“I like those uniform tops you wear at Sapphire,” I said to the 22-year-old over a trio of tuna tartare and a bottle of 2005 Rombauer Chardonnay.
“Those aren’t a uniform,” she said. “They like us to dress edgy.” I imagined her fishing through her lingerie drawer looking for something to wear to work. I took a gulp of the Chardonnay. Edgy worked for me. We decanted the 2002 Darioush Cabernet to drink with dinner. Sarah had peppercorn
“Is elk some
“I did do a pole dance once on amateur night,” she said. “But I was flipping my head around and crashed it into the pole.” I could see how that might bring an end to a stripping career. “I have some friends who are strippers,” she said. “You know the worst thing about the job isn’t the customers – it’s the other girls.” Apparently it was a very competitive business and some of them played dirty.
It was 9:15 Sunday night in
Like the rest of the Peppermill, the Fireside Room was decorated in lights and colors that were trendy in 1980, either a tribute to the death of disco or what actually killed it. We sat at the large circular booth surrounding the gas fireplace and ordered a 60-ounce scorpion with three straws. The waitress was Brazilian. There was some kind of nutty hotel exchange program going on and
I had brought a couple of Dunhills so Gabe and I lit up and enjoyed them by the fire. We ordered another scorpion, on the rocks this time. By the time we finished the cigars, Sarah was too warm and wanted to move to a booth away from the fire. There was a thin man sitting alone there so we asked if we could share and he said fine. His name was Chris.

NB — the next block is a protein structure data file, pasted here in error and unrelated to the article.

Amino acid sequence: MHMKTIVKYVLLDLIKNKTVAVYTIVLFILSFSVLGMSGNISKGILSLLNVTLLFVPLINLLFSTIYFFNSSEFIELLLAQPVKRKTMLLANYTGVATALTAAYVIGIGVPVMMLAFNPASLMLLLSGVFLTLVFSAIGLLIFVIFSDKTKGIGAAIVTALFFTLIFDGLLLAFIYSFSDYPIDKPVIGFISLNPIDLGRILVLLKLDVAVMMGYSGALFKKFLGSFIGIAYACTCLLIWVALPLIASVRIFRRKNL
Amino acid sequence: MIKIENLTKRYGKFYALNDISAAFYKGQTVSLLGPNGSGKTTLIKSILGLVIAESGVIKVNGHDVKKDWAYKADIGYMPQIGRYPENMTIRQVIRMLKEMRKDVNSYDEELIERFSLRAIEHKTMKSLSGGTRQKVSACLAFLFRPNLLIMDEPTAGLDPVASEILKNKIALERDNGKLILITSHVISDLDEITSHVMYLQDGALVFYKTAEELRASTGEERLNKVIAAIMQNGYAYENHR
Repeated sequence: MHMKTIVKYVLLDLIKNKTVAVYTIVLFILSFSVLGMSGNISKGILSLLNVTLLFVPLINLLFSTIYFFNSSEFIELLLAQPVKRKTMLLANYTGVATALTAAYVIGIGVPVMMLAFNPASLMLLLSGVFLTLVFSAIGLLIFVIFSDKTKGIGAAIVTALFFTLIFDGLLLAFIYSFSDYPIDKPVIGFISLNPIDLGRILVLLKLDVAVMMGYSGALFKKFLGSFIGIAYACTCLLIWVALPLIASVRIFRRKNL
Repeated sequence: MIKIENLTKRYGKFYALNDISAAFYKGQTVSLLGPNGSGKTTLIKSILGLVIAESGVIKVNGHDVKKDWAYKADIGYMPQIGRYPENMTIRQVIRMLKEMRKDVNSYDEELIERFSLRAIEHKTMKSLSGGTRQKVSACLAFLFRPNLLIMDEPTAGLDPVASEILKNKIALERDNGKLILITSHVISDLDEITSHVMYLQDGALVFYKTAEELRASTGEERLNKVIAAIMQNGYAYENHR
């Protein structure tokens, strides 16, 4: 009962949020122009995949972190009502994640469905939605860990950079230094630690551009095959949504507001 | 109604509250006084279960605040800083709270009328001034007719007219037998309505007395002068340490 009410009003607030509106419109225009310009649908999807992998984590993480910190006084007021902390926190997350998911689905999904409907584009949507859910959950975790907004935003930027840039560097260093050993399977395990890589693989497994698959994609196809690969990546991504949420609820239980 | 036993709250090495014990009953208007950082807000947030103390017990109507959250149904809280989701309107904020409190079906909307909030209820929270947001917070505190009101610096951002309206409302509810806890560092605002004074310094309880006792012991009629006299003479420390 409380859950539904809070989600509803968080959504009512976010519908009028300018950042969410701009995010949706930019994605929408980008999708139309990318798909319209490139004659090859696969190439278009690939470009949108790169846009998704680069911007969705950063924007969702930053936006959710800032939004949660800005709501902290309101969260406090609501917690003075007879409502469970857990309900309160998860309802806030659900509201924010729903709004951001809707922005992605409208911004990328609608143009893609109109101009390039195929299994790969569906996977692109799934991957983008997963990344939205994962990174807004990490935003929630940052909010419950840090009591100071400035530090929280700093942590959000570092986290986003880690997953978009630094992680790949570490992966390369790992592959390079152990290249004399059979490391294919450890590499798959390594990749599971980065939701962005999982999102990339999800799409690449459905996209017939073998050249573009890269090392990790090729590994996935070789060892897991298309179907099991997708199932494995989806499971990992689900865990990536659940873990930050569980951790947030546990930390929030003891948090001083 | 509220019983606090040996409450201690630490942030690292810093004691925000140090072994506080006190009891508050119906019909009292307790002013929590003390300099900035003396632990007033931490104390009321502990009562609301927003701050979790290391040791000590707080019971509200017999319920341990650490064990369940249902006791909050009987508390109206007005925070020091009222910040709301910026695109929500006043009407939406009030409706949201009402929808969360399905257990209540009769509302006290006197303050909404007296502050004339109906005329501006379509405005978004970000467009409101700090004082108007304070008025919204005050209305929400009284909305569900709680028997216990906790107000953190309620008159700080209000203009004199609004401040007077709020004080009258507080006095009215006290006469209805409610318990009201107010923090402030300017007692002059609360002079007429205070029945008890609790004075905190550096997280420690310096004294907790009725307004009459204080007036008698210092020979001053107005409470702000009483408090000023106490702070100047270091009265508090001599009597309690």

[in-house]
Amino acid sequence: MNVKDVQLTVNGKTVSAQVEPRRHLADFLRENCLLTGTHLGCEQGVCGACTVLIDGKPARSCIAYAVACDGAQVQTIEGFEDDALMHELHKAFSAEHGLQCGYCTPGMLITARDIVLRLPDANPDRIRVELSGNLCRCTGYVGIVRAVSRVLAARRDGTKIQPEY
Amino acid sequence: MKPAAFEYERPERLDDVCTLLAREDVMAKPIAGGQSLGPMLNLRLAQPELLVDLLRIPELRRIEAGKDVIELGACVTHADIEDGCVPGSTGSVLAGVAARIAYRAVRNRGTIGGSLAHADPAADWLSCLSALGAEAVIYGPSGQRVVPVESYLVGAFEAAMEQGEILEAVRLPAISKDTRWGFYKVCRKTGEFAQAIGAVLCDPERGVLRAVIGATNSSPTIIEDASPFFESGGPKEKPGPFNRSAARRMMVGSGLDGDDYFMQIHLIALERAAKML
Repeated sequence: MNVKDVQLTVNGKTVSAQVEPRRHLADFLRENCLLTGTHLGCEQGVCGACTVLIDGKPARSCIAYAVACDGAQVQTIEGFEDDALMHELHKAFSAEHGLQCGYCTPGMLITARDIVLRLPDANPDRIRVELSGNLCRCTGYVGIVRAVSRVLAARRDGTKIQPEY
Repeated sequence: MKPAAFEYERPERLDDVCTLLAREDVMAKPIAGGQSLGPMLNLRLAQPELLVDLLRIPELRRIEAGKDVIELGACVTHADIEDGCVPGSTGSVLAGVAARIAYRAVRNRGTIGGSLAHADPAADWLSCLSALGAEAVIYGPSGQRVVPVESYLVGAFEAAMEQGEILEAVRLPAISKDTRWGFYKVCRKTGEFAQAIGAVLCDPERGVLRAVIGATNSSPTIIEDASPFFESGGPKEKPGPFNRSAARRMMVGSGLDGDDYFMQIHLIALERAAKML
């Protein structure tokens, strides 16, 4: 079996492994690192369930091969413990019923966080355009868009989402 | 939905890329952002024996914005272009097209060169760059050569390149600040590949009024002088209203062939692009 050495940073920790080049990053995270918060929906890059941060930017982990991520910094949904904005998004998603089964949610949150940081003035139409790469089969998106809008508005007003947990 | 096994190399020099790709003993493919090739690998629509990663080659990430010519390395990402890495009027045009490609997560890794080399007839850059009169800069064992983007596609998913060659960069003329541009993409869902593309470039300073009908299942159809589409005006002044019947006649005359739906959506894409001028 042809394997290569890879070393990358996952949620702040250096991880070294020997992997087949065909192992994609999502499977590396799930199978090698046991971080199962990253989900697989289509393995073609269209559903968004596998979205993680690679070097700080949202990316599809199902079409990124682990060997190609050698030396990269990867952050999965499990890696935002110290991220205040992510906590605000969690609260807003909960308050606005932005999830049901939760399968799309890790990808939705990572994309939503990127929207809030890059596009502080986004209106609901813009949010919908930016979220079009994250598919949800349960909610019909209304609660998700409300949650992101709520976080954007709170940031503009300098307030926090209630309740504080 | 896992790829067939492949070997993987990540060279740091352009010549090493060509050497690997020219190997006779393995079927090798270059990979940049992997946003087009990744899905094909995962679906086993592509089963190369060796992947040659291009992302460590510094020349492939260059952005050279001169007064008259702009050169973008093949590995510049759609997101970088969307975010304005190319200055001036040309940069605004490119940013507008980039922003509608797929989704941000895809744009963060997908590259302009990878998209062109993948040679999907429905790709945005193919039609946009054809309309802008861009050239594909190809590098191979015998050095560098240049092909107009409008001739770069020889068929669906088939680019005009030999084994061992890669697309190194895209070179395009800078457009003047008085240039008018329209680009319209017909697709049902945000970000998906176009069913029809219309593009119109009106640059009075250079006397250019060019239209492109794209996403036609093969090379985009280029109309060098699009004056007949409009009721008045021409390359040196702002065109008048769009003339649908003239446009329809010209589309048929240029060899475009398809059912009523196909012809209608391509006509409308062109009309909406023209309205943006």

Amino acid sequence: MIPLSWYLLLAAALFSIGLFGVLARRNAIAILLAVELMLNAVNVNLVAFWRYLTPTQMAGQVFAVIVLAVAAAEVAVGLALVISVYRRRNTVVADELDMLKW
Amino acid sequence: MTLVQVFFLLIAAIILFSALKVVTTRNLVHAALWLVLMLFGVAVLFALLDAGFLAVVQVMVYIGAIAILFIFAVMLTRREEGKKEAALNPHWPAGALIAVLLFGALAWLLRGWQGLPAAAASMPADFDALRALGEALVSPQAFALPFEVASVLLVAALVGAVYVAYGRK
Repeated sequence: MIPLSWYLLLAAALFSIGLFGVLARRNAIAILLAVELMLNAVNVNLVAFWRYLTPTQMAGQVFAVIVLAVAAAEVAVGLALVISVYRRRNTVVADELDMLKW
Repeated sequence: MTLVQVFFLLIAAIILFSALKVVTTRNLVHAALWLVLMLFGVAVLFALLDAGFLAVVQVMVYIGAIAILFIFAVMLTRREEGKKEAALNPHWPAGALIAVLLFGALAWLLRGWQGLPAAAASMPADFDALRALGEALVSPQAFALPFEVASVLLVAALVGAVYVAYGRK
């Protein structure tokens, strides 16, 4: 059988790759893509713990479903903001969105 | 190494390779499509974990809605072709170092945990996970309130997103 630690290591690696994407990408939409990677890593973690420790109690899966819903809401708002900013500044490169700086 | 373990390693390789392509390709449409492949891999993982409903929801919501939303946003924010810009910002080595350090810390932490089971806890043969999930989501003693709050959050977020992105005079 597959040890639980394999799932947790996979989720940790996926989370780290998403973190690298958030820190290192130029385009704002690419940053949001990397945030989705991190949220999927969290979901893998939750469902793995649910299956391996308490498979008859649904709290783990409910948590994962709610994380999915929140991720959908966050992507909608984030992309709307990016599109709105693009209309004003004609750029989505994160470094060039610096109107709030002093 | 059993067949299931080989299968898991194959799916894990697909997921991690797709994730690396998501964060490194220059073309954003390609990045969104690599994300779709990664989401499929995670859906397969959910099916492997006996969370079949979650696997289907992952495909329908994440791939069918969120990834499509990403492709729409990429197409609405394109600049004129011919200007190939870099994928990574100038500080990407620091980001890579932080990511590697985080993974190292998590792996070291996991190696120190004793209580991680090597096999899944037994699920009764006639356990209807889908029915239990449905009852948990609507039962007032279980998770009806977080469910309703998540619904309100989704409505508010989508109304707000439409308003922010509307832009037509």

I asked Chris if he lived in
“Actually, I’m having some health issues right now and I’m not working.” I looked him over and offered that he looked healthy. “They’re not visible,” he said. “I have about a year to live.” Chris had aneurisms in a couple places on major blood vessels. They could go at any time.
Sarah hailed the Brazilian and asked for a cocktail menu. Without needing to ask what any of us wanted, she ordered two huge drinks that looked like they came from an ice cream parlor for Gabe and Chris, a pomegranate margarita for herself and a pomtini for me. I guess when you run cocktails for a living you get to know what people drink.
Chris said, “I’m trying to decide right now if I want to have an operation. There’s only a 20% survival rate, but if it works—” He motioned like a plane taking off. “I’m good indefinitely.”
I asked if he had found the very best doctor in the world for his condition.
“There’s a guy in
Chris nodded. “Funny,” he said. “I used to be an auto mechanic. I worked on Ferraris my whole life.”
“Then you understand,” I said. He nodded.
Sarah asked if Chris would take a picture of the three of us. He did.
“Ferrari will take me back at any time,” he said. “If I get this health problem handled I’d like to go back to work. There’s an opening in
The Brazilian came to tell us she was leaving and had to close out the check. It was late anyway.
“I live in
“When you get there,” I said, “look me up.”